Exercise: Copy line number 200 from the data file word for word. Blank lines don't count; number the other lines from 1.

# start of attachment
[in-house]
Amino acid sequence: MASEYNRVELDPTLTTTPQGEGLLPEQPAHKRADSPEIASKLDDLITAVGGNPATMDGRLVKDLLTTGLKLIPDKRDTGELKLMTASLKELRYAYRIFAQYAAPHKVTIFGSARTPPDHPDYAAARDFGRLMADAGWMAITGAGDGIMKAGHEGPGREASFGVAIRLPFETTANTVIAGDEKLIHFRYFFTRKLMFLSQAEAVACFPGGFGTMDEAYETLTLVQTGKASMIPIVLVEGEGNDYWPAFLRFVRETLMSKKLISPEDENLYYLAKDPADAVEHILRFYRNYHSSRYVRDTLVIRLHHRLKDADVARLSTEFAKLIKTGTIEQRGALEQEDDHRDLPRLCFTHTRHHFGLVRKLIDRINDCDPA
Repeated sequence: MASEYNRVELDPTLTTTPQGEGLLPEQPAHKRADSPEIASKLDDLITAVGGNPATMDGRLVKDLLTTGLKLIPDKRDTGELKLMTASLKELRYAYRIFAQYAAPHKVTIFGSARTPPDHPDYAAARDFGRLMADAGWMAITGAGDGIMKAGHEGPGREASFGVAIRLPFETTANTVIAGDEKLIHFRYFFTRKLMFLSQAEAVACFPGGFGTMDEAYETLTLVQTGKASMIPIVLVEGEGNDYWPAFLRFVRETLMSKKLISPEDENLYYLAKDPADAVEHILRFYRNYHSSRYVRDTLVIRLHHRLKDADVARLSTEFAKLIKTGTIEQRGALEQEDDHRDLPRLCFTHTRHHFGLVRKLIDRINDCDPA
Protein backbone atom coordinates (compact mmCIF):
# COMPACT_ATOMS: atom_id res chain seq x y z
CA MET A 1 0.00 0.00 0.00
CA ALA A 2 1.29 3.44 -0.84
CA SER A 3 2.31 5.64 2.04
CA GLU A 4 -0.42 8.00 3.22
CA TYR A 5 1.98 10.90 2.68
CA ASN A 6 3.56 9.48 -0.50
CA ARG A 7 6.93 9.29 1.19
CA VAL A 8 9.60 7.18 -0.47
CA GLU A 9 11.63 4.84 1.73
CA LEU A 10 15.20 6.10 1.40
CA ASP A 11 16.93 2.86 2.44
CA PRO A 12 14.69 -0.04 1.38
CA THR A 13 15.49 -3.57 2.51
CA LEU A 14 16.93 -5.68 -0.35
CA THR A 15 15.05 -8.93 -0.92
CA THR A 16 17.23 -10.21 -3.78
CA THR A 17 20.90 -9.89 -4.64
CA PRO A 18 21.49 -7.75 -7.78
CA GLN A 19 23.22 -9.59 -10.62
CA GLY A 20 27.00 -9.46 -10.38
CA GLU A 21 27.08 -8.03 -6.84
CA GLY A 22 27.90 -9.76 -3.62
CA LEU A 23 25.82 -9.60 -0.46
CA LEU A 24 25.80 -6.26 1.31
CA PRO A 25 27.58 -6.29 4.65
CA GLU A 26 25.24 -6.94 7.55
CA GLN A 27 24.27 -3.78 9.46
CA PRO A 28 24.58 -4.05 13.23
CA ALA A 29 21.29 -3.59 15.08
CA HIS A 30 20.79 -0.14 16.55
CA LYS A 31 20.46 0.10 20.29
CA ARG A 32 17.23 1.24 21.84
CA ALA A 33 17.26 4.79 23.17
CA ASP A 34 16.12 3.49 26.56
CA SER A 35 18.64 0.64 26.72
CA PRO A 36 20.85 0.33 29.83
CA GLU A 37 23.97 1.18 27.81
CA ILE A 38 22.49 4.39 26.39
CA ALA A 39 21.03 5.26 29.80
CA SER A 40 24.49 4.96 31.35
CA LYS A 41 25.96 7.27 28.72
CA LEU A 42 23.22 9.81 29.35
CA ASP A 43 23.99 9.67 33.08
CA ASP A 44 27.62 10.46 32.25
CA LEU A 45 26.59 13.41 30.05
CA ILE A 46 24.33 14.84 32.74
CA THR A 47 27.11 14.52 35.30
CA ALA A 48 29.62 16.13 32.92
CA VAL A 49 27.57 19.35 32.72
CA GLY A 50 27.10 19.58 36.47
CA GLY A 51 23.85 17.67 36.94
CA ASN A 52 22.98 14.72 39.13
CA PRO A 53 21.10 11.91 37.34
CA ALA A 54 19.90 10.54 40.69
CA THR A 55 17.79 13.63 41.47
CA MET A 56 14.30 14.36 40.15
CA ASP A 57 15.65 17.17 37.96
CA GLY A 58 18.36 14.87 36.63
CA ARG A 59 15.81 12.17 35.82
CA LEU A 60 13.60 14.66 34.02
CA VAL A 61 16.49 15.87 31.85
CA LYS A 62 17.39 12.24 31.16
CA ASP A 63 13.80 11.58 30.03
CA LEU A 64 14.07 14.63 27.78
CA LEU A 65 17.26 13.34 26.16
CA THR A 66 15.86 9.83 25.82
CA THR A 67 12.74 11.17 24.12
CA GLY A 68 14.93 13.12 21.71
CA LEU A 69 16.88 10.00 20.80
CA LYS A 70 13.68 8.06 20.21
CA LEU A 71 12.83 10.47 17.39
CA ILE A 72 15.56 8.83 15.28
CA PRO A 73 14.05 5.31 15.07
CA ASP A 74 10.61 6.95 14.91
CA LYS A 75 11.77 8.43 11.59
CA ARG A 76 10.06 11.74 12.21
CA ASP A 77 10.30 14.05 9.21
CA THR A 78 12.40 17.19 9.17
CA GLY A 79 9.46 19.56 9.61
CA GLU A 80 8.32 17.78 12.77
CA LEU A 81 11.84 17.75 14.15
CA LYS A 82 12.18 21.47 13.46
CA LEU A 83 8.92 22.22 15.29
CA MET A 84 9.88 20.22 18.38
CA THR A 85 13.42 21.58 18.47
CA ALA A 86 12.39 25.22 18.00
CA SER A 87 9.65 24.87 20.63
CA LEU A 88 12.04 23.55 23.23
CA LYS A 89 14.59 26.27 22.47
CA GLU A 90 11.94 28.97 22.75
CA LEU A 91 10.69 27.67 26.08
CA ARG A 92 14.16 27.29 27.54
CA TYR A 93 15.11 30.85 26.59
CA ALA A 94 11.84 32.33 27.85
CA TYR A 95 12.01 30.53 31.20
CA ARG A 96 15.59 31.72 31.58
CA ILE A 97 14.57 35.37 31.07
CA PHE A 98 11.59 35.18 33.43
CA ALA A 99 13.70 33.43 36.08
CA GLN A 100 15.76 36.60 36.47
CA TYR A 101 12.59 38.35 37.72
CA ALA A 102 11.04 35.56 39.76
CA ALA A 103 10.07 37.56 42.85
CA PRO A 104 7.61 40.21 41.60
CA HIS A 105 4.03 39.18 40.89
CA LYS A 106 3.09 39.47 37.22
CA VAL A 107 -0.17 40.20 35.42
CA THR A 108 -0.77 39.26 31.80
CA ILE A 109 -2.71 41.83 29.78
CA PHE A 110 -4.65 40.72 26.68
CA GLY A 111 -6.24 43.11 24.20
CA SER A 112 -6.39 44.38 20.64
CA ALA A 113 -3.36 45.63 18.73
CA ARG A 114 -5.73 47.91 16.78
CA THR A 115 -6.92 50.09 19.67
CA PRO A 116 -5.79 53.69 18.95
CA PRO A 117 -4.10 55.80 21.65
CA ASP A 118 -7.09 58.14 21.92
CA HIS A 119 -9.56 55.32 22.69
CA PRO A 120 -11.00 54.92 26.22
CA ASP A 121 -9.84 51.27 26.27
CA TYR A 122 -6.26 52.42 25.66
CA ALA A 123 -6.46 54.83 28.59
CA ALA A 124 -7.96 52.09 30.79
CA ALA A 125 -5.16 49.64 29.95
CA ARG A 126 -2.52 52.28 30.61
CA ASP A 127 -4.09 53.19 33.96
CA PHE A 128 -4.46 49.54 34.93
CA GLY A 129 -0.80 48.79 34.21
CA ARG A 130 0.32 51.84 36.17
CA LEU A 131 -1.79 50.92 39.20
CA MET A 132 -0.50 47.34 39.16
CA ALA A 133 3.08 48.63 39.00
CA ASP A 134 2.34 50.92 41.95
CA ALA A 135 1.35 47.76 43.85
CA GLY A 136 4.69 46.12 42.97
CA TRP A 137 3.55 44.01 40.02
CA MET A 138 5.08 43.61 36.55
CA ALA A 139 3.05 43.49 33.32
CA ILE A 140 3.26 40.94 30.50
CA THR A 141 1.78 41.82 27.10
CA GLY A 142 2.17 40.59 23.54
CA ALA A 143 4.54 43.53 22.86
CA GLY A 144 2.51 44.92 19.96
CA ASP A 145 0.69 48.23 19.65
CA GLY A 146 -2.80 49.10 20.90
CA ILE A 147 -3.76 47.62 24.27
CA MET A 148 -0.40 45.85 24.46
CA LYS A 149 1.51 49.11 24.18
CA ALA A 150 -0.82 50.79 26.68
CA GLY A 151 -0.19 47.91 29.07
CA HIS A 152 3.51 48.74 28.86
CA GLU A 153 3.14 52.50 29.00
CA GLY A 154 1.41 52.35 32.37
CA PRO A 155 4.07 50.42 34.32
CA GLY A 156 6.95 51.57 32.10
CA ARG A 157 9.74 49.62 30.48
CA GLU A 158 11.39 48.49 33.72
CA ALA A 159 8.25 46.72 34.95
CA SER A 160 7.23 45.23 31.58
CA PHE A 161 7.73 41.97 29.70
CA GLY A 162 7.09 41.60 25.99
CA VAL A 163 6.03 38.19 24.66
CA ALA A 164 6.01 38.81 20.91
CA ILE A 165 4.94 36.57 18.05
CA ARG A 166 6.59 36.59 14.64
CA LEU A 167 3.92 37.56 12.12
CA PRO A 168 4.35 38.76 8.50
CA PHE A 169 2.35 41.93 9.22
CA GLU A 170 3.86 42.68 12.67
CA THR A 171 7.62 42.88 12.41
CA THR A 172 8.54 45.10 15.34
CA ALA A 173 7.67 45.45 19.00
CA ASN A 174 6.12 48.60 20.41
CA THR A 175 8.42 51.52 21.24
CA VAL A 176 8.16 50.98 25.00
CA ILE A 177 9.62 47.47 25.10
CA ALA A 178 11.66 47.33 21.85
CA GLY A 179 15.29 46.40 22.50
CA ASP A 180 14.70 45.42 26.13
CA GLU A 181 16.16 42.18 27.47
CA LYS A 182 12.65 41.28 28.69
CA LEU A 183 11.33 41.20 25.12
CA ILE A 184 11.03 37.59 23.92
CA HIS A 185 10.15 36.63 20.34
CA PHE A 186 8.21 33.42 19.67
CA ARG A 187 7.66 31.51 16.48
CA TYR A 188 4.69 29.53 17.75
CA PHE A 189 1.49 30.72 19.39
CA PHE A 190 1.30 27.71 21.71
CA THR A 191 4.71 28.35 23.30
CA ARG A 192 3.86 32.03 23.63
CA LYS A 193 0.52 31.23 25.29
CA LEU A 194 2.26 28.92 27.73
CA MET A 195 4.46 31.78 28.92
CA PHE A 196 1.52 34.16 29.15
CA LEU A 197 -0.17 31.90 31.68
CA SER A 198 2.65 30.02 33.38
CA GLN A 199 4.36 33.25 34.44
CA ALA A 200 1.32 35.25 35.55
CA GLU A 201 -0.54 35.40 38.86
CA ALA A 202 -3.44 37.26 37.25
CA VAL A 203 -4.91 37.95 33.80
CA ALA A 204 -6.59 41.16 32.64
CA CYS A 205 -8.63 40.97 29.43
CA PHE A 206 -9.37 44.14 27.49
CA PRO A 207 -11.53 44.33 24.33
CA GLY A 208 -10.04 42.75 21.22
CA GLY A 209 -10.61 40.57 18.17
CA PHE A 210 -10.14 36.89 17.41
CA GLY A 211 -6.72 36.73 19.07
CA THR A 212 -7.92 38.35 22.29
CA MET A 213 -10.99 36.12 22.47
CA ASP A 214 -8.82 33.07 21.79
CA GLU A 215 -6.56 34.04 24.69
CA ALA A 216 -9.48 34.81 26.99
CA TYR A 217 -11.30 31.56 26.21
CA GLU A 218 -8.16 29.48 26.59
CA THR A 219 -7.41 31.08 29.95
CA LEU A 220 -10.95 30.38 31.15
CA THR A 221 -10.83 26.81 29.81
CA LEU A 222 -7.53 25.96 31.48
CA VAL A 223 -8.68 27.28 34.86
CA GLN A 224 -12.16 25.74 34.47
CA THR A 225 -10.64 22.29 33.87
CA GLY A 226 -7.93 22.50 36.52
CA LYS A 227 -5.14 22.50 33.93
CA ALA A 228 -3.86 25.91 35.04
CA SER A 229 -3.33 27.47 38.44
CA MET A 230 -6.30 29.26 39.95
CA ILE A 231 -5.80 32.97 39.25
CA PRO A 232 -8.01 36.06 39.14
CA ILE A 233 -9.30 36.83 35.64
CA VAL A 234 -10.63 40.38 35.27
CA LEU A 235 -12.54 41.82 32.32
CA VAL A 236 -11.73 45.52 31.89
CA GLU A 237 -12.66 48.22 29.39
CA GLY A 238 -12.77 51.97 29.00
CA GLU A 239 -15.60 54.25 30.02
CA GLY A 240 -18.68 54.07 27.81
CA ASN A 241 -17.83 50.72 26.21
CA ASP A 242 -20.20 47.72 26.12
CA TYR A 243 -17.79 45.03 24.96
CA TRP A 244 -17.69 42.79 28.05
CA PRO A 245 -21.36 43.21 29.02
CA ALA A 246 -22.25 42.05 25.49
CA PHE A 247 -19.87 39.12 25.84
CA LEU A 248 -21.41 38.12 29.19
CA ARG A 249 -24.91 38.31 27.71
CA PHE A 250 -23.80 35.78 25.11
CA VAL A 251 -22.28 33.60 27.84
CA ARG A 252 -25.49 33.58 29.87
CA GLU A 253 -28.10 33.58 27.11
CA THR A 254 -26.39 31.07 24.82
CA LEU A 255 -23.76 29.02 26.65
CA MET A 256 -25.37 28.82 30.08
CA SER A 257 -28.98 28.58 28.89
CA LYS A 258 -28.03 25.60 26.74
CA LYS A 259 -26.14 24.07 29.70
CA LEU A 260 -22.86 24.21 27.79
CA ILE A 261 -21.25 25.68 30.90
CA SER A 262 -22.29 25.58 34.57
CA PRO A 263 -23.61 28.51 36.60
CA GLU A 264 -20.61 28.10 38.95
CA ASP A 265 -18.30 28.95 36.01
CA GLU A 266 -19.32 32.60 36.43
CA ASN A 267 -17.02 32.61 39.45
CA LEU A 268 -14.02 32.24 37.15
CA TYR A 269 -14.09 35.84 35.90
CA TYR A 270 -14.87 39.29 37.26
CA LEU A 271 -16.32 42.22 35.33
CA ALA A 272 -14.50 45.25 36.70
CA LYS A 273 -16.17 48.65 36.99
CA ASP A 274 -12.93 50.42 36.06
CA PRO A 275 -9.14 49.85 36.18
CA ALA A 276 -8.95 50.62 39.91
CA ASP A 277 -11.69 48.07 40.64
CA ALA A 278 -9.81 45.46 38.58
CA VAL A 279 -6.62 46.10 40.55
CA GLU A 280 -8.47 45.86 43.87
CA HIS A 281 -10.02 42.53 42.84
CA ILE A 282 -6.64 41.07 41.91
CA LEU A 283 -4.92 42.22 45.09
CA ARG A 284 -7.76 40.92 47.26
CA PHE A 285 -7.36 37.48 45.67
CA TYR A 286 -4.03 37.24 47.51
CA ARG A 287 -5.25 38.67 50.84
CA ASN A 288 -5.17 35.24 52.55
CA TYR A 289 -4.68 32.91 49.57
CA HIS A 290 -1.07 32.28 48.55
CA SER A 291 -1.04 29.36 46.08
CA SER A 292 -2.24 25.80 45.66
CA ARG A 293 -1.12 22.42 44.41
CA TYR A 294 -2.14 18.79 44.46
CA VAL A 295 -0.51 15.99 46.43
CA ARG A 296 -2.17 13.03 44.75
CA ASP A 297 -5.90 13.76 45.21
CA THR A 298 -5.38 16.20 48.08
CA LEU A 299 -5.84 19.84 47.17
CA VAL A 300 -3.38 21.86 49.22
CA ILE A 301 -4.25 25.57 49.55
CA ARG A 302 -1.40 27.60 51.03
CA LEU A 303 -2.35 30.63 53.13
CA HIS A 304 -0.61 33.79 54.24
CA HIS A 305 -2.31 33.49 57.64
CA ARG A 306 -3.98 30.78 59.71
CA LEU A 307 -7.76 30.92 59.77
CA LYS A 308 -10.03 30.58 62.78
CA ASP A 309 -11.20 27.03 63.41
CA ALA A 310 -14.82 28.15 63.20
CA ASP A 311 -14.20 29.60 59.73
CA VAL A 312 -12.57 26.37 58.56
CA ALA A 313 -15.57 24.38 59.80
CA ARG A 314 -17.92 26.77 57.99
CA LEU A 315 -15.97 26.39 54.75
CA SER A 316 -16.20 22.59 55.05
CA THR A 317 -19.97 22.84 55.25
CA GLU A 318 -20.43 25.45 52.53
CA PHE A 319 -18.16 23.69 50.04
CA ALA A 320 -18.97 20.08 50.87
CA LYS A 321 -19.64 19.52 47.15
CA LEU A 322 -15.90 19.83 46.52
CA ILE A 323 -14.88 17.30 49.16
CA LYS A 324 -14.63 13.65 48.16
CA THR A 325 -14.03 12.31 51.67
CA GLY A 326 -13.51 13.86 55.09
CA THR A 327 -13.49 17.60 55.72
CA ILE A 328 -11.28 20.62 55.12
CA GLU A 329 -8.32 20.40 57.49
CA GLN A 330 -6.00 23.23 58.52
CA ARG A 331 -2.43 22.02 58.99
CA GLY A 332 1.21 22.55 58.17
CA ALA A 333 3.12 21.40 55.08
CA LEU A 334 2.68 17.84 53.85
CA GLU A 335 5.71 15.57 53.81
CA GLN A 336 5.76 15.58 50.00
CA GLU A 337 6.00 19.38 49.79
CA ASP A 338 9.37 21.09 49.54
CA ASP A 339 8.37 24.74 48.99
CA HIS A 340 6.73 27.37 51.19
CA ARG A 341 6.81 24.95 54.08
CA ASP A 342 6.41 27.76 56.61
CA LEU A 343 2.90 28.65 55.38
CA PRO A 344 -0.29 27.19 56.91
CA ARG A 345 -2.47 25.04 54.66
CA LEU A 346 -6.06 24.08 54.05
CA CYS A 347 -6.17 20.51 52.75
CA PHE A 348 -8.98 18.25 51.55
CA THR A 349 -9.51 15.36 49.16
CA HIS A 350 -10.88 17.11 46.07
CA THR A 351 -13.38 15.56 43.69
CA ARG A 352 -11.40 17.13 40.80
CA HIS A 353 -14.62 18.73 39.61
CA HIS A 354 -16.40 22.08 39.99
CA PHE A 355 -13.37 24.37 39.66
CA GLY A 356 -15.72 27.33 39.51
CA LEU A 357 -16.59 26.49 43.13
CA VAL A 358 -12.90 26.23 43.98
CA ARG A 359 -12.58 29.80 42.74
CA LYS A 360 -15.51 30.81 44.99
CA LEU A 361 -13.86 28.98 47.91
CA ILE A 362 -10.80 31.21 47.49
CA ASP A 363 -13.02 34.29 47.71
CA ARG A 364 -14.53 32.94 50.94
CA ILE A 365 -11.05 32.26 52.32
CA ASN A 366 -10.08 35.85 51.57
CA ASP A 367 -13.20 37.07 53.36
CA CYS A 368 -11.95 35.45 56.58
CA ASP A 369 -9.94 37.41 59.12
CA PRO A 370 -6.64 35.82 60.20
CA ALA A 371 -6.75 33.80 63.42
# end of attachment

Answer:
CA MET A 195 4.46 31.78 28.92